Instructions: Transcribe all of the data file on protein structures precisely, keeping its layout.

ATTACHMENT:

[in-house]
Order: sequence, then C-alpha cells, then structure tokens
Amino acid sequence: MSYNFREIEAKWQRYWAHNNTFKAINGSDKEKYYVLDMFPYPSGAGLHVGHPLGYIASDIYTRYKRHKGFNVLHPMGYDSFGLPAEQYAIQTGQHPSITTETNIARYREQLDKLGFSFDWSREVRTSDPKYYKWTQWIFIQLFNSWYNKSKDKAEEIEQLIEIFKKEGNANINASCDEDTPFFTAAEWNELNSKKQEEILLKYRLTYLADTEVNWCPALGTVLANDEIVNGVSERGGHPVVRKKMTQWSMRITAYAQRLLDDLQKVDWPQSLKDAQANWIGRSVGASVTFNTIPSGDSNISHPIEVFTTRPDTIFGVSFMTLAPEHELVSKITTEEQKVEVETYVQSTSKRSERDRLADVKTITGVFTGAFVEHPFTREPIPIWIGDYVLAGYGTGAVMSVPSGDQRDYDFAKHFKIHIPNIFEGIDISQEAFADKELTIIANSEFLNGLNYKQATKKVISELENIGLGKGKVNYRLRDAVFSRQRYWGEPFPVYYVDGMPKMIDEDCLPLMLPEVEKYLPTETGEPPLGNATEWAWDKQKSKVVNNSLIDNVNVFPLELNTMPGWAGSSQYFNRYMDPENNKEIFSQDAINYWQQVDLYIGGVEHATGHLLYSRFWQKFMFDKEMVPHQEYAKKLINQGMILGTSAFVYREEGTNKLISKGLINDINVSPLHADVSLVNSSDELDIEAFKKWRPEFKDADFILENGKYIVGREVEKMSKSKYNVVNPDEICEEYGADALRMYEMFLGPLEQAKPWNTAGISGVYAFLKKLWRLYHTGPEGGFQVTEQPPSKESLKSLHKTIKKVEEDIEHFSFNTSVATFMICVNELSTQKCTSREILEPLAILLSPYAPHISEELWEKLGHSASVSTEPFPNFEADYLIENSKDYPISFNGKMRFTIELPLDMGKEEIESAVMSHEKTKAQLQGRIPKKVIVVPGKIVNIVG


[in-house]
Order: sequence, then C-alpha cells, then structure tokens
Amino acid sequence: MSYNFREIEAKWQRYWAHNNTFKAINGSDKEKYYVLDMFPYPSGAGLHVGHPLGYIASDIYTRYKRHKGFNVLHPMGYDSFGLPAEQYAIQTGQHPSITTETNIARYREQLDKLGFSFDWSREVRTSDPKYYKWTQWIFIQLFNSWYNKSKDKAEEIEQLIEIFKKEGNANINASCDEDTPFFTAAEWNELNSKKQEEILLKYRLTYLADTEVNWCPALGTVLANDEIVNGVSERGGHPVVRKKMTQWSMRITAYAQRLLDDLQKVDWPQSLKDAQANWIGRSVGASVTFNTIPSGDSNISHPIEVFTTRPDTIFGVSFMTLAPEHELVSKITTEEQKVEVETYVQSTSKRSERDRLADVKTITGVFTGAFVEHPFTREPIPIWIGDYVLAGYGTGAVMSVPSGDQRDYDFAKHFKIHIPNIFEGIDISQEAFADKELTIIANSEFLNGLNYKQATKKVISELENIGLGKGKVNYRLRDAVFSRQRYWGEPFPVYYVDGMPKMIDEDCLPLMLPEVEKYLPTETGEPPLGNATEWAWDKQKSKVVNNSLIDNVNVFPLELNTMPGWAGSSQYFNRYMDPENNKEIFSQDAINYWQQVDLYIGGVEHATGHLLYSRFWQKFMFDKEMVPHQEYAKKLINQGMILGTSAFVYREEGTNKLISKGLINDINVSPLHADVSLVNSSDELDIEAFKKWRPEFKDADFILENGKYIVGREVEKMSKSKYNVVNPDEICEEYGADALRMYEMFLGPLEQAKPWNTAGISGVYAFLKKLWRLYHTGPEGGFQVTEQPPSKESLKSLHKTIKKVEEDIEHFSFNTSVATFMICVNELSTQKCTSREILEPLAILLSPYAPHISEELWEKLGHSASVSTEPFPNFEADYLIENSKDYPISFNGKMRFTIELPLDMGKEEIESAVMSHEKTKAQLQGRIPKKVIVVPGKIVNIVG